The benefits of free-market economics, the Invisible Hand, and the resulting efficiency gains all stem from the concepts behind the diagram in Figure 1. Other, more complicated graphs in economics classes are extensions of the concepts behind this one. Since the supply curve (S) slopes upward, and the demand curve (D) slopes downward, the efficient market price and quantity will be the price and quantity where these two curves intersect. In Figure 1, the market price is labeled P1, which is the price at which the supply and demand curves intersect, and the market quantity is labeled Q1, which is the quantity at which the supply and demand curves intersect. The point of intersection, labeled E in Figure 1, is the market equilibrium point. It is sometimes referred to as the efficiency point, representing the price and quantity deemed most efficient.
This quick overview of a supply and demand diagram is necessary for understanding the Econ 101 arguments against increasing the minimum wage. The diagram in Figure 1 is for a generic market. The labor market is also a market in which the same supply and demand concepts apply. The supply curve in the labor market slopes upward. The demand curve in the labor market slopes downward. The equilibrium, or efficiency, point is where these two curves intersect.
Everything in this diagram is the same in the labor market as it is in a market for widgets. In the labor market, the price is the wage rate. The demand for labor is the quantity of labor (number of workers or hours of work) that employers wish to hire at each wage rate. The supply of labor is the quantity of labor that workers are willing to supply at each wage rate. In this sense, there is a sort-of role reversal – those who are suppliers in the product and service markets are the demanders of labor.
From here, we can add in the variable of an increase in the minimum wage and see graphically what the Econ 101 arguments are all about.
Figure 2 is identical to Figure 1, except that it is specific to a labor market with a minimum wage set above the equilibrium wage. P1 is the prevailing market wage rate, identical to the price labeled “P” in Figure 1. Q1 is the amount of employment in this market if there is no minimum wage set above the prevailing wage. P2 is a minimum wage set above the prevailing wage.
If the wage rate is changed from P1 to P2, look at what happens to employment. Due to the slopes of the supply and demand curves, this new wage rate intersects the demand curve at a lower quantity of labor (labeled Q2) than the equilibrium quantity of labor (labeled Q1); while at the same time, it intersects the supply curve at a higher quantity of labor (labeled Q3) than the equilibrium quantity of labor (Q1).
In other words, employers are willing to hire fewer workers at a higher wage rate, but workers are willing to supply more labor at a higher wage rate. So how many people will get work? It doesn’t matter that more people are willing to work if employers are willing to hire fewer workers. You can’t get a job if nobody wants to hire you. The lower quantity will prevail, in this case the quantity that is determined by the demand for labor curve.
The amount by which Q2 is lower than Q1 represents the number of jobs that will be lost due to an increase in the minimum wage (you can measure this lost labor in terms of hours worked instead of in terms of jobs, but the message of this generic approach is that people will lose wage income one way or another). The difference between Q2 and Q1 is new unemployment created by the increase in the minimum wage. But since more workers are willing to work at the higher wage, the difference between Q1 and Q3 is also new unemployment. Therefore, unemployment increases by the total amount of (Q3 minus Q2), with (Q1 minus Q2) being the number of people laid off due to the minimum wage, and (Q3 minus Q1) being the number of people formerly not in the labor market who are now looking for work due to the higher wage rate. Unemployment increases by a higher rate than the number of people who are laid off, due to the slopes of the supply & demand curves.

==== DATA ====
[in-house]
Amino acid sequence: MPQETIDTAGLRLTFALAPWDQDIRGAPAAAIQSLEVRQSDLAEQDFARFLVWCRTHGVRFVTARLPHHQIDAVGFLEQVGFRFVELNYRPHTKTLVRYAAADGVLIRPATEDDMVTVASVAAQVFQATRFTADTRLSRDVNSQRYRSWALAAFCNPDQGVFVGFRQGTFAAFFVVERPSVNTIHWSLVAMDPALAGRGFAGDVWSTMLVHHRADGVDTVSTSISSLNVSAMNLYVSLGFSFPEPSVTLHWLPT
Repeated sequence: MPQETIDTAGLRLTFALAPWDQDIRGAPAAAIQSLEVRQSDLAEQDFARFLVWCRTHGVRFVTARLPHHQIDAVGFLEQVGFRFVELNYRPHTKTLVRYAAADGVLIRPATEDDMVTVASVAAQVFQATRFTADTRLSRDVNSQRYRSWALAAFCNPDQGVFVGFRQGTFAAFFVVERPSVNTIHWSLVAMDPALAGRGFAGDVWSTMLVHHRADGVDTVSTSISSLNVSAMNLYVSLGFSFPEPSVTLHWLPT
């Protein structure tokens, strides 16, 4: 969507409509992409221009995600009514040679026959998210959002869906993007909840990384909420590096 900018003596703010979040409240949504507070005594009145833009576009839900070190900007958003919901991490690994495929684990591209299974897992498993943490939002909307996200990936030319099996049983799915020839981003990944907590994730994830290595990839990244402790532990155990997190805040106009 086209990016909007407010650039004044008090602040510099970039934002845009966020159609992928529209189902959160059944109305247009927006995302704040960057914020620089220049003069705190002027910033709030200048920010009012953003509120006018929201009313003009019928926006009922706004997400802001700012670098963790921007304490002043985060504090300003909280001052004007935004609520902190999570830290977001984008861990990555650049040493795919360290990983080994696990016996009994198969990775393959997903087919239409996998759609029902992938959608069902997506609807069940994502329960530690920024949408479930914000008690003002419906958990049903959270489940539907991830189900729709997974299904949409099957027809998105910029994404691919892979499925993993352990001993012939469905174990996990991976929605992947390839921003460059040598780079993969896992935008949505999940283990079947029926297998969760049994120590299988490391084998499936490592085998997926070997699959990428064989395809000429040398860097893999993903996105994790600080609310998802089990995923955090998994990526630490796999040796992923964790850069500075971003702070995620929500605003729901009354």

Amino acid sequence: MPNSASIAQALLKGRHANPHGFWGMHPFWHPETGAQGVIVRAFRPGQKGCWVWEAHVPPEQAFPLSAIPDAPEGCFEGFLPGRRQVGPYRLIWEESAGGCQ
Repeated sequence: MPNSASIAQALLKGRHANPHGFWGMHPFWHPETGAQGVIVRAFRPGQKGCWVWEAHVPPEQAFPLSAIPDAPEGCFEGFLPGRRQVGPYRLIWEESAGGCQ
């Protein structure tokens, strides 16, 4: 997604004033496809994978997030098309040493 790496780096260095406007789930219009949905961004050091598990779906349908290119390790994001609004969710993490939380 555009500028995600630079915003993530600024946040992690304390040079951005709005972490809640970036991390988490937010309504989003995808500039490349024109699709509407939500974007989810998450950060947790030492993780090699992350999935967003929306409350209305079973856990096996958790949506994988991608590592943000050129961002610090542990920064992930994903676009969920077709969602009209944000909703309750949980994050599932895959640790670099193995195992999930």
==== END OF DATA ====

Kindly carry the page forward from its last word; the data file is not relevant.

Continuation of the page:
The conclusion reached is that with a minimum wage, fewer people will find work. More people will be unemployed. This only applies if the minimum wage is set above the prevailing market wage, because a minimum wage is a price floor. If a minimum wage is already in effect, and the analysis is about raising it to a higher wage rate, then the higher minimum wage will increase both the number of jobs lost and the unemployment rate.
This is the essence of the Unemployment Argument against an increase in the minimum wage. When someone tells you that an increase in the minimum wage will increase unemployment and hurt those it is supposed to help, because “everybody who understands basic economics knows this”, go ahead and ask them to explain what they mean. Perhaps they can’t explain it, because they don’t understand it themselves and they are only repeating what they have heard. But if they do try to explain it, then their explanation will be a form of the explanation that I just gave here.
These arguments involve more than the labor market. They involve production and the sale of goods and services produced in the economy. They involve the product markets – the market for widgets, so to speak.
You have to understand that the demand for labor is a derived demand. People and businesses don’t hire and pay workers because they are in the business of paying workers. They are in the business of earning a profit. Producing and selling widgets is the method they use for earning a profit. But the process of producing and selling widgets involves labor, so these businesses need to hire labor in order to realize their objectives. If they could find a cheaper method for getting the same results, one that would increase profits, they would do so. The demand for labor is derived from the demand for widgets. So we need to look at the market for widgets.